There are many others I really like. The answer to this question could go on for days, because I love calling out great work. But I’ll stop here because I really need to get moving on these other questions … 


You’ve written a lot about how writing isn’t actually that hard and ways that everyone can get started. What are some of your favorite suggestions for building a consistent creative practice, whether it’s writing, video, or something else?

Ann Handley:

  • Make writing a routine practically daily. My friend Jeff Goins says that something practiced once a week isn’t a routine, it’s an obligation. Frequency matters.

  • Writing is about making your ideas understood. Focus on the audience — not yourself. (This isn’t a “suggestion,” per se. But it’s a necessary mindset for great work.)

  • Create for one single person. I love marketing personas for marketing, because they are useful. But sometimes they can get in the way of the creative process, because we are still focused on a “market segment.” I like to think of one single person who will benefit from my writing or content or video or whatever. Doing so can make it so much easier to create effective content. And you can have a little fun doing it, too. (Because if you aren’t having fun creating content, you’re doing it wrong. Or you’re in the wrong job.)

“I like to think of one single person who will benefit from my writing or content or video or whatever.”


What are some of the most effective content campaigns you’ve seen in the recent past that include video?

Ann Handley:

In the B2B space: (from InDesign) is genius, and I couldn’t love Barbie’s “Imagine the Possibilites” more:


How do you balance quality and quantity in your own content production, and what advice would you give to other businesses struggling with this question?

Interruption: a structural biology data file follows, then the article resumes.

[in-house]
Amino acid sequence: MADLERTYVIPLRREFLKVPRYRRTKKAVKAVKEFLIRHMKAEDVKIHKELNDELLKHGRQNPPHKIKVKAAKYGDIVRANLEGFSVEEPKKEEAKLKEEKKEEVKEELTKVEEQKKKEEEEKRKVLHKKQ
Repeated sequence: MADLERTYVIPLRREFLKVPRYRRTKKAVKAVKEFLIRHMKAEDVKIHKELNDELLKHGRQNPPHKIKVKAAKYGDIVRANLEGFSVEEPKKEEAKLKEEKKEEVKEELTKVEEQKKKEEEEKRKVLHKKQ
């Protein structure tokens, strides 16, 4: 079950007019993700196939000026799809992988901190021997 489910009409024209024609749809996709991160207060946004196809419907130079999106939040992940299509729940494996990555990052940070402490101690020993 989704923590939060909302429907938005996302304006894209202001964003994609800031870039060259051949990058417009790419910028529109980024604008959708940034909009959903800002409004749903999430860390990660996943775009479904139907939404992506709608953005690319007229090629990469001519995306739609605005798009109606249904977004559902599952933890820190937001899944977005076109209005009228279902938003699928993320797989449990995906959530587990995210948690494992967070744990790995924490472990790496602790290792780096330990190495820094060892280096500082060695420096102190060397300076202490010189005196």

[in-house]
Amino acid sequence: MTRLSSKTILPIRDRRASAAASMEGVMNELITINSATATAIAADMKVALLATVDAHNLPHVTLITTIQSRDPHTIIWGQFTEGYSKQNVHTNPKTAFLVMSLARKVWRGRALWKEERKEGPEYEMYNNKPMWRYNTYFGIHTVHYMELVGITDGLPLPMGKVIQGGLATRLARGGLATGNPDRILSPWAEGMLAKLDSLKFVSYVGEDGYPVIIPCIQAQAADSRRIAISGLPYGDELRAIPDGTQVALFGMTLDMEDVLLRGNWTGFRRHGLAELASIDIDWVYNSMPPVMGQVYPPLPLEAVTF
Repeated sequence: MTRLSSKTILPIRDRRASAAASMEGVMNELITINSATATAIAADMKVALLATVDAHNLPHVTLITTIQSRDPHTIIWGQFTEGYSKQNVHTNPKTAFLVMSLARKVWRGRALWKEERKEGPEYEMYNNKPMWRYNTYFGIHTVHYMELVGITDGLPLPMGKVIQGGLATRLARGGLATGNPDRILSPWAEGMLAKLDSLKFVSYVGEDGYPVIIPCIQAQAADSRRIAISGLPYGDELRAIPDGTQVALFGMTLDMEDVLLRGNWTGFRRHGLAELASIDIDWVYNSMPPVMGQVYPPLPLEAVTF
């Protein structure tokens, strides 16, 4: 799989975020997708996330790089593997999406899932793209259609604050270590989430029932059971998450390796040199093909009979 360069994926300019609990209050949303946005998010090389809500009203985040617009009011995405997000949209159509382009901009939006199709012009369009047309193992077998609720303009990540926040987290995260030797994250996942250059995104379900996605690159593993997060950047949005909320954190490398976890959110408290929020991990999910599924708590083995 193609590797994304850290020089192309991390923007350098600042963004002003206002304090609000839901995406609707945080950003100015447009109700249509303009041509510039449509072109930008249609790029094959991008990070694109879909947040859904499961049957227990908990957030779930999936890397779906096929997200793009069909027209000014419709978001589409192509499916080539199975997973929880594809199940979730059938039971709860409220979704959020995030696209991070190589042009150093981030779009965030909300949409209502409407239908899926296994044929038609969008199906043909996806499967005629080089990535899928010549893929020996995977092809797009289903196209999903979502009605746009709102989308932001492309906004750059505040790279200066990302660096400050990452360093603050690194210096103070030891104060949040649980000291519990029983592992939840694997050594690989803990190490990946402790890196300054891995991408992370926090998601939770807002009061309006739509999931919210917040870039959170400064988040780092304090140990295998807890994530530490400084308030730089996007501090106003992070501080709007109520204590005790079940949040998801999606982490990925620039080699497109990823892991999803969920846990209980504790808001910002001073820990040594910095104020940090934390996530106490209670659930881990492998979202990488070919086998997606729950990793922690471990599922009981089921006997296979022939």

Ann Handley:

Quality and quantity are not enemies. Good content can scale. And it should. But you need to get the basics right.

So: invest some time in the basics of creating what I call bigger, bolder, braver content.


Your formula for quality content is “Utility x Inspiration x Empathy.” How can brands build empathy without coming across as pandering or inauthentic?

Ann Handley:

Empathy is about adopting an audience-centric point of view. Here’s a filter than can be a handy test for that: Would your audience thank you for this?


What are your content or video predictions for 2016? What trends do you think we’ll see emerge?

Ann Handley:

I’m going to answer this with a scenario and a story. It goes like this:

In the harsh morning light of 2016, Content Marketing realized that somewhere along the way… it got lost. It got distracted.

Content Marketing admitted to itself that it had been impulsive and immature and short-sighted and (sometimes) lazy.

Content spent its parents’ money on crazy experimental things that may or may not have been good choices. It prized quantity over quality. It boasted too much about itself, instead of considering what its audience needed. It couldn’t exactly explain what its Snapchat strategy was doing for its B2B brand. It didn’t say No.

Content was letting people down. More importantly, it wasn’t fulfilling its true promise and real potential.

And right then and there — full of regret for the advertising it tried to pass off as “storytelling,” for the content farms, for the lack of intent and strategy — Content Marketing grows up.

Just like that, Content exits its exuberant college years.

“Maturity comes when you stop making excuses and starting making changes,” Content Marketing thinks.

So that’s pretty much what I think 2016 holds: Content Marketing will become a little more strategic and real. That means getting the necessary planning, processes, frameworks, creativity, and metrics in place to legitimize itself.

It’s time for Content to be taken seriously. We’ve got this.

Grown-up doesn’t mean boring and staid, though. Quite the opposite, because Content Marketing still has the heart of a storyteller, the soul of an artist, and the playful spark of spontaneity.

Because isn’t that why we’re all here, anyway?